In the first three games of the series, the Pacers offense was essentially a one-man show: Paul George. After losing two straight games, Pacers coach Frank Vogel had a simple message for his team: “Trust your teammates.”
“The message before the game was to really move the ball and play for each other,” Ian Mahinmi said. “That’s what we did from the very first minute.”
The results? The Pacers blitzed the Raptors early to a first-quarter lead of 28-14 and never looked back as they tied the series at 2-2 with a 100-83 victory.
“Everyone has to be options for us, offensive threats,” Paul George said after the game. “Tonight, they were, and we exploded on offense.”
The two biggest benefactors to the Pacers devotion to sharing the ball were Ian Mahinmi and George Hill, who went from scoring 40 points combined in the first three games to scoring 44 points combined (a team-high 22 points a piece) in game four as they both had perhaps their best games of the season.
“I can’t take credit for this today,” Mahinmi said of the best game of his career. “Most of my shots were dunks and shots under the rim … my teammates really did an awesome job of finding me.”
Mahinmi ended up with a career-high 22 points, 10 rebounds and a career-high 5 assists. Oh, and he did all that while playing with an injured back.
“Ian is the story,” Carl Eaton, a long time Pacers athletic trainer, told Pacers Sideline Reporter Jeremiah Johnson. “One of the bravest things I’ve seen. What he’s going through just to play is amazing.”
Mahinmi didn’t elaborate on his routine with the trainers to get ready for the game when he was asked, but did say he was glad to have the extra day in between games and will spend a lot of time with the trainers.
Early in the fourth quarter, Mahinmi missed two straight open lay-ups where it looked like he was struggling to get any lift. Then, he did this:
“22, 10, and 5, you wouldn’t expect that from Ian,” said George. “He was amazing for us.”
One adjustment that opened up the paint for Mahinmi was Vogel reinserting Myles Turner back into the starting lineup.
Even though the 20-year-old rookie struggled with his shot, hitting only 2 of 13 shots, the Raptors still had to respect his scoring ability a lot more over Lavoy Allen, who went from starting to not in the rotation.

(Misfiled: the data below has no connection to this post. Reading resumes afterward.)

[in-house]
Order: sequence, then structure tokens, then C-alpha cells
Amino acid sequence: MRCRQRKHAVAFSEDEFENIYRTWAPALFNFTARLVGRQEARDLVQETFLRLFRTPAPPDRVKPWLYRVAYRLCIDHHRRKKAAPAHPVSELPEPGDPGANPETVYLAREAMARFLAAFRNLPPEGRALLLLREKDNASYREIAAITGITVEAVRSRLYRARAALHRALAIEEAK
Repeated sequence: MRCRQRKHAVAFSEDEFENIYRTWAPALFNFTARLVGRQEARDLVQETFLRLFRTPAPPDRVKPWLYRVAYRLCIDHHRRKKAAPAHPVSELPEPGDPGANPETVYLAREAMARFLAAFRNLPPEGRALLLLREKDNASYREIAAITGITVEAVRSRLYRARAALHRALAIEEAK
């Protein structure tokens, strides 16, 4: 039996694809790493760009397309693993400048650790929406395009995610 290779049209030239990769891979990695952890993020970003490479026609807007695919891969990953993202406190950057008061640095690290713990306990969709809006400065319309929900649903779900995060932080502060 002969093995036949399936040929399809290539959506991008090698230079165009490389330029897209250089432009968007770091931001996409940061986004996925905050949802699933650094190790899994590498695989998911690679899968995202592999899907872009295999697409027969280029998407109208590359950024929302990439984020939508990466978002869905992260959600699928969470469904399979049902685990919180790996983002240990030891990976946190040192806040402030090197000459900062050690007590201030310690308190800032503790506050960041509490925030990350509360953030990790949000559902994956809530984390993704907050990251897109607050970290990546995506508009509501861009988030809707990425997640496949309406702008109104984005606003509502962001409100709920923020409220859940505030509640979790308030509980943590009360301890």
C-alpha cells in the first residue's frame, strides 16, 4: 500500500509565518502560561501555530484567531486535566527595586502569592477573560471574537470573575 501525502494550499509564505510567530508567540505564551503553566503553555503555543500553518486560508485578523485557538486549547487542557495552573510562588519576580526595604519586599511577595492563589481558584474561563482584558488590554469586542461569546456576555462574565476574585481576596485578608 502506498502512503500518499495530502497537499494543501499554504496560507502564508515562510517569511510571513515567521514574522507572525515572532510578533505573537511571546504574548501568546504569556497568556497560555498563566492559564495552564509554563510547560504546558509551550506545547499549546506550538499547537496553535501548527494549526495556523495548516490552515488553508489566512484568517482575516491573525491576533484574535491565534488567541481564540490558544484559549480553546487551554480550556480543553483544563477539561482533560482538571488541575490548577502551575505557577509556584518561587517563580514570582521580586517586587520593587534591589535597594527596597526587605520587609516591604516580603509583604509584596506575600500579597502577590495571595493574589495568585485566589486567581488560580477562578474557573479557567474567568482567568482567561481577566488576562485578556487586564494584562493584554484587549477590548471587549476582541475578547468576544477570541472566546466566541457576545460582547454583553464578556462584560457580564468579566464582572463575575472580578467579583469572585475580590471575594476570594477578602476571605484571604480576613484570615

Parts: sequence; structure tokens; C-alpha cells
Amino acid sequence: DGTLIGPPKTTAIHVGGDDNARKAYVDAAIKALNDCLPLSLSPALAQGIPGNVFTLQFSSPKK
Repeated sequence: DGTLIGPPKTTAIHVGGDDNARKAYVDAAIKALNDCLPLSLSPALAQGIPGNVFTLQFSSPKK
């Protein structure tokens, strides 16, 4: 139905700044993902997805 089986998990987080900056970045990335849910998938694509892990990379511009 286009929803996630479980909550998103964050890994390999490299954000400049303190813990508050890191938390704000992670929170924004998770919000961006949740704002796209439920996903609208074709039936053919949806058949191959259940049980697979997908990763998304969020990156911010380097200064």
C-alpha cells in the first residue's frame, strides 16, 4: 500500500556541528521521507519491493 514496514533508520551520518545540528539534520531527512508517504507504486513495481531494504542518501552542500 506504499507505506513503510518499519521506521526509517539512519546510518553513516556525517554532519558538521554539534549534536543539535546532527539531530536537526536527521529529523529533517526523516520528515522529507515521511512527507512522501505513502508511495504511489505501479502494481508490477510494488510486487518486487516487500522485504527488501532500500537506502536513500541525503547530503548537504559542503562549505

“Not to take anything from Lavoy,” said Mahinmi, “but having Myles behind me helps.”
With Turner creating more space for the Pacers to penetrate, Mahinmi was the beneficiary of numerous dump off passes after the Raptors center had to help off of him. Here’s an example with Ty Lawson putting the moves on Cory Joseph in the second quarter:
The much-maligned all bench lineup that struggled in the first three games was gone in game four as Vogel inserted Mahinmi along with Lawson, Rodney Stuckey, CJ Miles, and Solomon Hill.
“We put him defensively in there with that second unit to be sort of a middle linebacker and help manage that group to get stops,” said Vogel. “Just a great all-around performance.”
In game three the all-bench lineup added 10 points to the deficit in 5 minutes of the second quarter, but in game four the bench lineup with Mahinmi as the anchor increased the Pacers lead by 5 points over the first 5 minutes of the second quarter. A big shift in a stretch that has hurt in the Pacers in the first three games.
Mahinmi has shown vast improvement this season in all aspects of his game this season (he received three 3rd-place votes for Most Improved Player, which is no small feat for a defensive center in his 8th season), and yesterday’s game showed off all those areas where he’s improved to a national audience.
“He’s had a lot of games for us like this this year,” Vogel said. “He’s become a great finisher around the basket and we saw that tonight. He was big on the offensive glass and he’s a great, versatile defender. He gave us a lot of defensive punch.”
That defensive punch showed up against the Pacers toughest challenge so far in the series: Lithuanian center Jonas Valanciunas. After dominating on the glass in the first three games, Valanciunas only managed 6 rebounds in game four.
“He was our fearless leader,” Turner said of Mahinmi. “He literally put the team on his back.”
No wonder it hurts.
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